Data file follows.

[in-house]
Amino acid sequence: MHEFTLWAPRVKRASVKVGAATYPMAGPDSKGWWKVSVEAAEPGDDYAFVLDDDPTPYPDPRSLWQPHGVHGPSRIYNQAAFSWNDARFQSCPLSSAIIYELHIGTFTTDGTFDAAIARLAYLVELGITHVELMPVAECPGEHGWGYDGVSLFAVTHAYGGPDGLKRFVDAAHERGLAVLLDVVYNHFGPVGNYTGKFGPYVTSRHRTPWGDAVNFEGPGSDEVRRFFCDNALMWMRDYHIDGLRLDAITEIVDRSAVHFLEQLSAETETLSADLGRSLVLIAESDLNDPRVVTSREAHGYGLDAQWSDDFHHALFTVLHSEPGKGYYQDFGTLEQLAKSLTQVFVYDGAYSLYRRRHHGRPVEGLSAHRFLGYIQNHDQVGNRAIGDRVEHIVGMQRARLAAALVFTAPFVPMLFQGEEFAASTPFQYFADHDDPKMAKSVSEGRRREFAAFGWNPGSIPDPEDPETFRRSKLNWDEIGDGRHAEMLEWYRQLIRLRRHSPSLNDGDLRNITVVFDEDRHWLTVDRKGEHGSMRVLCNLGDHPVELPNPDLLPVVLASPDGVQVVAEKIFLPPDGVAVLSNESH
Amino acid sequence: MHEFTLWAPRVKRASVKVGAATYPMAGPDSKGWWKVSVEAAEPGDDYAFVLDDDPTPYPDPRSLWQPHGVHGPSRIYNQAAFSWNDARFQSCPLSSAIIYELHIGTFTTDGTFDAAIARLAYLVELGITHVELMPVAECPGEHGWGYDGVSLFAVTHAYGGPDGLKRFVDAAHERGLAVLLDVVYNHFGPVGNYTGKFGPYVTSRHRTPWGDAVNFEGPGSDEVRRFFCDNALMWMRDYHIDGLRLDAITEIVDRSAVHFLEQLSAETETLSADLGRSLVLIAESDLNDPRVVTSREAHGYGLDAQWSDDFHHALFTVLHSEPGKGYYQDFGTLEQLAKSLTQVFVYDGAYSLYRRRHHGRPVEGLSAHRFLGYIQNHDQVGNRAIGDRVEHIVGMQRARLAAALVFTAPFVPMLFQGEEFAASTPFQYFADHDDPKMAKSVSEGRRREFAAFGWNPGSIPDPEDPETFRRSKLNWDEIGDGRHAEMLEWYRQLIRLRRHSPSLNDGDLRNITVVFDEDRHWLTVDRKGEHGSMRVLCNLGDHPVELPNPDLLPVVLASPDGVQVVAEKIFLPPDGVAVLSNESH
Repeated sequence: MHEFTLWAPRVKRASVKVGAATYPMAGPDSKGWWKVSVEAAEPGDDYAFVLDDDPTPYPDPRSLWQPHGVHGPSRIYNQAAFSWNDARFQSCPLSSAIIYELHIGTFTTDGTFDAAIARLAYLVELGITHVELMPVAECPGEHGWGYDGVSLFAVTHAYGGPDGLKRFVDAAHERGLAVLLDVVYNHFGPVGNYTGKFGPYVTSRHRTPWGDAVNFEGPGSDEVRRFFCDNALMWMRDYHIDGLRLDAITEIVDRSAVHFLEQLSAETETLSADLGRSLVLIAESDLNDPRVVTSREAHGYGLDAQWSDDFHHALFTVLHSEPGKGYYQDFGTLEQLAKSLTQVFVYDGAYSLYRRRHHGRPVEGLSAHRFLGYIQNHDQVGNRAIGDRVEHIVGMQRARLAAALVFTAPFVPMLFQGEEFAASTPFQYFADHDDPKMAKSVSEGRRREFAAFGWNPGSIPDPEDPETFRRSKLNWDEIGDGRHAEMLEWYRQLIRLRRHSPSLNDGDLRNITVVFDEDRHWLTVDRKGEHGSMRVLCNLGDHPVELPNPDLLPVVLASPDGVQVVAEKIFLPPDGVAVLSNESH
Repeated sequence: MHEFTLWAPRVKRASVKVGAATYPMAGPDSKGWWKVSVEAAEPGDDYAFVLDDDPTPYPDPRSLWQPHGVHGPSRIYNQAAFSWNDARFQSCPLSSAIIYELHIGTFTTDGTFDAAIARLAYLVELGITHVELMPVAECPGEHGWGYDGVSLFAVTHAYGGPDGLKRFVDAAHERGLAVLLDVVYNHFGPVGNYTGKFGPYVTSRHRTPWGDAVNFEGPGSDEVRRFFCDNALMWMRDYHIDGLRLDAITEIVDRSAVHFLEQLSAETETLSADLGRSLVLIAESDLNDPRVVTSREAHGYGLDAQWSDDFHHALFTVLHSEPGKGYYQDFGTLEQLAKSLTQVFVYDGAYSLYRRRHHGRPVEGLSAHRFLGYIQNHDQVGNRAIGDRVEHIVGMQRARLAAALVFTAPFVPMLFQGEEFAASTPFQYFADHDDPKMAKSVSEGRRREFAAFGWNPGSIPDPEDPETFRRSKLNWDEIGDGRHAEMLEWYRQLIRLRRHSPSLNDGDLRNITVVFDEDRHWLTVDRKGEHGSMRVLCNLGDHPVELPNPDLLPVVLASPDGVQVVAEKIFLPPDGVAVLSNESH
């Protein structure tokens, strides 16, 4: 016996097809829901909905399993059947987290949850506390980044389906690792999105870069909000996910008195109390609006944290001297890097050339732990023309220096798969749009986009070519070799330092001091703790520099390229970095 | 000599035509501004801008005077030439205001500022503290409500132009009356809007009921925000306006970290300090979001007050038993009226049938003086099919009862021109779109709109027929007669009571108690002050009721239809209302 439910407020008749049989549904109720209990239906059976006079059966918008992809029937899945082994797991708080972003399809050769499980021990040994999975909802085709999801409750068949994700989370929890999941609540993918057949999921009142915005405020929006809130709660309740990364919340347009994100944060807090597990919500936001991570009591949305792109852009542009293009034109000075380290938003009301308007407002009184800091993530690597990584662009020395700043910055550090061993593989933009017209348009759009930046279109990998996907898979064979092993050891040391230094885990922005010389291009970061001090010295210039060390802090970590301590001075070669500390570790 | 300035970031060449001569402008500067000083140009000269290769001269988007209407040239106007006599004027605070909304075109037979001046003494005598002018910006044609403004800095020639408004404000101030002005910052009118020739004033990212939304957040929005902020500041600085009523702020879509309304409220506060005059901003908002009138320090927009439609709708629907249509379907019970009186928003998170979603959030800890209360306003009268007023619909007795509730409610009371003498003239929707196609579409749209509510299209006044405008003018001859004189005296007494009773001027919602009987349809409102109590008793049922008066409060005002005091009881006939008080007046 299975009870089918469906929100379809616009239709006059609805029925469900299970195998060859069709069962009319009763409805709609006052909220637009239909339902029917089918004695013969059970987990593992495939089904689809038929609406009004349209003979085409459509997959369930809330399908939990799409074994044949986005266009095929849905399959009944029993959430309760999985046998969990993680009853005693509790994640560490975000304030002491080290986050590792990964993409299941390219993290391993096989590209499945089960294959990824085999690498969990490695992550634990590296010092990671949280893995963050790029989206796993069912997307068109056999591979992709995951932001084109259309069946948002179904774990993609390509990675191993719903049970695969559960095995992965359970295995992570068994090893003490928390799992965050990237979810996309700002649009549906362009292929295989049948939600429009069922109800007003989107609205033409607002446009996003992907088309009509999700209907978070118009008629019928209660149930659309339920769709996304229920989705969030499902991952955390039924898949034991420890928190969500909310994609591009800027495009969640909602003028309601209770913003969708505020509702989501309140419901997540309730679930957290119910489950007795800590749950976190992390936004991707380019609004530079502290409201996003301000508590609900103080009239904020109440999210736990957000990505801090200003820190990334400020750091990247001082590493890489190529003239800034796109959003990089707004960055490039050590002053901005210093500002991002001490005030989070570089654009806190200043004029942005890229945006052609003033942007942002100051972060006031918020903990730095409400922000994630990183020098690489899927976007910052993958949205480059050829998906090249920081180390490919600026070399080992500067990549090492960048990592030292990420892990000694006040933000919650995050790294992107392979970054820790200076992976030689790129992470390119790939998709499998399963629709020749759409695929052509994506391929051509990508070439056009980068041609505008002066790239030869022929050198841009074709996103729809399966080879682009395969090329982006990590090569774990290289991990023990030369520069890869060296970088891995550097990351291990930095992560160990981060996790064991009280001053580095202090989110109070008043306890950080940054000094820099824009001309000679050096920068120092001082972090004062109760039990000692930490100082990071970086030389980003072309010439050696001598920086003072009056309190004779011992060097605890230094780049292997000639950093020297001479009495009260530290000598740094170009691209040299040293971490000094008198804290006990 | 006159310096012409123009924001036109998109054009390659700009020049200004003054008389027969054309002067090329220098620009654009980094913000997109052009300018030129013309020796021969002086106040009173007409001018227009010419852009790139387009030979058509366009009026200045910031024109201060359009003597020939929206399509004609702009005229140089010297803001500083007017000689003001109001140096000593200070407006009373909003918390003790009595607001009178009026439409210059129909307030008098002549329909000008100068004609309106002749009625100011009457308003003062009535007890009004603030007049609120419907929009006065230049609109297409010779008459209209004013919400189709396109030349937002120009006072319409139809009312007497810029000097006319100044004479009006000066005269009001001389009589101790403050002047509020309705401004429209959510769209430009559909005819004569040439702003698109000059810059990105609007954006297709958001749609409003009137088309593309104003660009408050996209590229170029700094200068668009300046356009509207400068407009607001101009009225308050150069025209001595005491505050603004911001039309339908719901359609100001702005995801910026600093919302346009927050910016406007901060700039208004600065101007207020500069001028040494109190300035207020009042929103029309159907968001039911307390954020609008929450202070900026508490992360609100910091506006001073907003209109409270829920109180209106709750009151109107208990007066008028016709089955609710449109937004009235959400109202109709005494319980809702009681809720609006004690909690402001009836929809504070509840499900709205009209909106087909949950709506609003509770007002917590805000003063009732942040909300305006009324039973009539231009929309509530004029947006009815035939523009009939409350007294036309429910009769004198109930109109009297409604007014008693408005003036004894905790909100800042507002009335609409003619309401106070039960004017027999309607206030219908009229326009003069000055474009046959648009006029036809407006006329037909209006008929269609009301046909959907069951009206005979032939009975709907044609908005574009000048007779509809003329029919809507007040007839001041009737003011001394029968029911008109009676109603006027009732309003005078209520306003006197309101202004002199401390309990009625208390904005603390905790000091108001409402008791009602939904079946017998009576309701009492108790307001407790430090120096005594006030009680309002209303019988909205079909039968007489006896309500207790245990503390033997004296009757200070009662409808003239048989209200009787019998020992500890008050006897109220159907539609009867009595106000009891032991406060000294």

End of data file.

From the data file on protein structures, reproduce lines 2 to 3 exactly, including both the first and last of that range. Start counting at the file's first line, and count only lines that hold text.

Amino acid sequence: MHEFTLWAPRVKRASVKVGAATYPMAGPDSKGWWKVSVEAAEPGDDYAFVLDDDPTPYPDPRSLWQPHGVHGPSRIYNQAAFSWNDARFQSCPLSSAIIYELHIGTFTTDGTFDAAIARLAYLVELGITHVELMPVAECPGEHGWGYDGVSLFAVTHAYGGPDGLKRFVDAAHERGLAVLLDVVYNHFGPVGNYTGKFGPYVTSRHRTPWGDAVNFEGPGSDEVRRFFCDNALMWMRDYHIDGLRLDAITEIVDRSAVHFLEQLSAETETLSADLGRSLVLIAESDLNDPRVVTSREAHGYGLDAQWSDDFHHALFTVLHSEPGKGYYQDFGTLEQLAKSLTQVFVYDGAYSLYRRRHHGRPVEGLSAHRFLGYIQNHDQVGNRAIGDRVEHIVGMQRARLAAALVFTAPFVPMLFQGEEFAASTPFQYFADHDDPKMAKSVSEGRRREFAAFGWNPGSIPDPEDPETFRRSKLNWDEIGDGRHAEMLEWYRQLIRLRRHSPSLNDGDLRNITVVFDEDRHWLTVDRKGEHGSMRVLCNLGDHPVELPNPDLLPVVLASPDGVQVVAEKIFLPPDGVAVLSNESH
Amino acid sequence: MHEFTLWAPRVKRASVKVGAATYPMAGPDSKGWWKVSVEAAEPGDDYAFVLDDDPTPYPDPRSLWQPHGVHGPSRIYNQAAFSWNDARFQSCPLSSAIIYELHIGTFTTDGTFDAAIARLAYLVELGITHVELMPVAECPGEHGWGYDGVSLFAVTHAYGGPDGLKRFVDAAHERGLAVLLDVVYNHFGPVGNYTGKFGPYVTSRHRTPWGDAVNFEGPGSDEVRRFFCDNALMWMRDYHIDGLRLDAITEIVDRSAVHFLEQLSAETETLSADLGRSLVLIAESDLNDPRVVTSREAHGYGLDAQWSDDFHHALFTVLHSEPGKGYYQDFGTLEQLAKSLTQVFVYDGAYSLYRRRHHGRPVEGLSAHRFLGYIQNHDQVGNRAIGDRVEHIVGMQRARLAAALVFTAPFVPMLFQGEEFAASTPFQYFADHDDPKMAKSVSEGRRREFAAFGWNPGSIPDPEDPETFRRSKLNWDEIGDGRHAEMLEWYRQLIRLRRHSPSLNDGDLRNITVVFDEDRHWLTVDRKGEHGSMRVLCNLGDHPVELPNPDLLPVVLASPDGVQVVAEKIFLPPDGVAVLSNESH